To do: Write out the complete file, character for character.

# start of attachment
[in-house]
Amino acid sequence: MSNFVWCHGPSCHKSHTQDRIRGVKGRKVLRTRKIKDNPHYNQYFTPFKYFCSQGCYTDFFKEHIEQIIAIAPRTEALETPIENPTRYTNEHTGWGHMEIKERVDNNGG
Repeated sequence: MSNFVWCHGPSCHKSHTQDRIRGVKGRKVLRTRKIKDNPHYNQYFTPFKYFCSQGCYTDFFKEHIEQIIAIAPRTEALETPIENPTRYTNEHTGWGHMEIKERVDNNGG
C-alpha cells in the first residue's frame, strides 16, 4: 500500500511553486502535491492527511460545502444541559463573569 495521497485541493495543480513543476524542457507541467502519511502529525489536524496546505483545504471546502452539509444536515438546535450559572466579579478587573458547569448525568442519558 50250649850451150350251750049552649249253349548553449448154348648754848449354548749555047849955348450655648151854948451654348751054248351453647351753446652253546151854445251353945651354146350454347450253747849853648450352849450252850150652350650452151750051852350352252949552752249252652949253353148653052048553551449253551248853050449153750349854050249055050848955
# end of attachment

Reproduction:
[in-house]
Amino acid sequence: MSNFVWCHGPSCHKSHTQDRIRGVKGRKVLRTRKIKDNPHYNQYFTPFKYFCSQGCYTDFFKEHIEQIIAIAPRTEALETPIENPTRYTNEHTGWGHMEIKERVDNNGG
Repeated sequence: MSNFVWCHGPSCHKSHTQDRIRGVKGRKVLRTRKIKDNPHYNQYFTPFKYFCSQGCYTDFFKEHIEQIIAIAPRTEALETPIENPTRYTNEHTGWGHMEIKERVDNNGG
C-alpha cells in the first residue's frame, strides 16, 4: 500500500511553486502535491492527511460545502444541559463573569 495521497485541493495543480513543476524542457507541467502519511502529525489536524496546505483545504471546502452539509444536515438546535450559572466579579478587573458547569448525568442519558 50250649850451150350251750049552649249253349548553449448154348648754848449354548749555047849955348450655648151854948451654348751054248351453647351753446652253546151854445251353945651354146350454347450253747849853648450352849450252850150652350650452151750051852350352252949552752249252652949253353148653052048553551449253551248853050449153750349854050249055050848955